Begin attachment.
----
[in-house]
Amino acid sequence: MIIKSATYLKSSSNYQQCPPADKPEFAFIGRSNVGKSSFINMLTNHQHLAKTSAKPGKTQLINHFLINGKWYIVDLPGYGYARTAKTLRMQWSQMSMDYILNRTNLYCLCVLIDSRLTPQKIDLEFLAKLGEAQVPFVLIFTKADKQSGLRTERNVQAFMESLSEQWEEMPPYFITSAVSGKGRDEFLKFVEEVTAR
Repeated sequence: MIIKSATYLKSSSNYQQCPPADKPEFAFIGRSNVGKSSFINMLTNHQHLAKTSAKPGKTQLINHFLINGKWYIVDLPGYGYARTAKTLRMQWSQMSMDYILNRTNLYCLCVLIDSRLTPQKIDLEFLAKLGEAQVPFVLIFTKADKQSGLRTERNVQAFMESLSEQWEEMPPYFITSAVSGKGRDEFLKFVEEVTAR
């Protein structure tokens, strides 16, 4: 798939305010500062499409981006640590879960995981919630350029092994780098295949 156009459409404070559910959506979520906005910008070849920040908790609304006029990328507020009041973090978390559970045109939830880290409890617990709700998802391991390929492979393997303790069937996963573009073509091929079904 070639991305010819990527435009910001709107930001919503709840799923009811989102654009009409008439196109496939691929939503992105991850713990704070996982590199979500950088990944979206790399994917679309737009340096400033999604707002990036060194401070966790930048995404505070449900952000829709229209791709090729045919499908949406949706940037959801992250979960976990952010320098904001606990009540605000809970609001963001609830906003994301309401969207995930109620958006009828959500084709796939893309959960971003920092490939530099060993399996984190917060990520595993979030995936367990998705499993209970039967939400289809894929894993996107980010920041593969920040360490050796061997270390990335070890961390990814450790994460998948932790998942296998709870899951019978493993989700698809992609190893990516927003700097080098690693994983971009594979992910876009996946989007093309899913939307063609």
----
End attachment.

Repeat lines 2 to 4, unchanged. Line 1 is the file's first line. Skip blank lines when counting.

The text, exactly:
Amino acid sequence: MIIKSATYLKSSSNYQQCPPADKPEFAFIGRSNVGKSSFINMLTNHQHLAKTSAKPGKTQLINHFLINGKWYIVDLPGYGYARTAKTLRMQWSQMSMDYILNRTNLYCLCVLIDSRLTPQKIDLEFLAKLGEAQVPFVLIFTKADKQSGLRTERNVQAFMESLSEQWEEMPPYFITSAVSGKGRDEFLKFVEEVTAR
Repeated sequence: MIIKSATYLKSSSNYQQCPPADKPEFAFIGRSNVGKSSFINMLTNHQHLAKTSAKPGKTQLINHFLINGKWYIVDLPGYGYARTAKTLRMQWSQMSMDYILNRTNLYCLCVLIDSRLTPQKIDLEFLAKLGEAQVPFVLIFTKADKQSGLRTERNVQAFMESLSEQWEEMPPYFITSAVSGKGRDEFLKFVEEVTAR
């Protein structure tokens, strides 16, 4: 798939305010500062499409981006640590879960995981919630350029092994780098295949 156009459409404070559910959506979520906005910008070849920040908790609304006029990328507020009041973090978390559970045109939830880290409890617990709700998802391991390929492979393997303790069937996963573009073509091929079904 070639991305010819990527435009910001709107930001919503709840799923009811989102654009009409008439196109496939691929939503992105991850713990704070996982590199979500950088990944979206790399994917679309737009340096400033999604707002990036060194401070966790930048995404505070449900952000829709229209791709090729045919499908949406949706940037959801992250979960976990952010320098904001606990009540605000809970609001963001609830906003994301309401969207995930109620958006009828959500084709796939893309959960971003920092490939530099060993399996984190917060990520595993979030995936367990998705499993209970039967939400289809894929894993996107980010920041593969920040360490050796061997270390990335070890961390990814450790994460998948932790998942296998709870899951019978493993989700698809992609190893990516927003700097080098690693994983971009594979992910876009996946989007093309899913939307063609």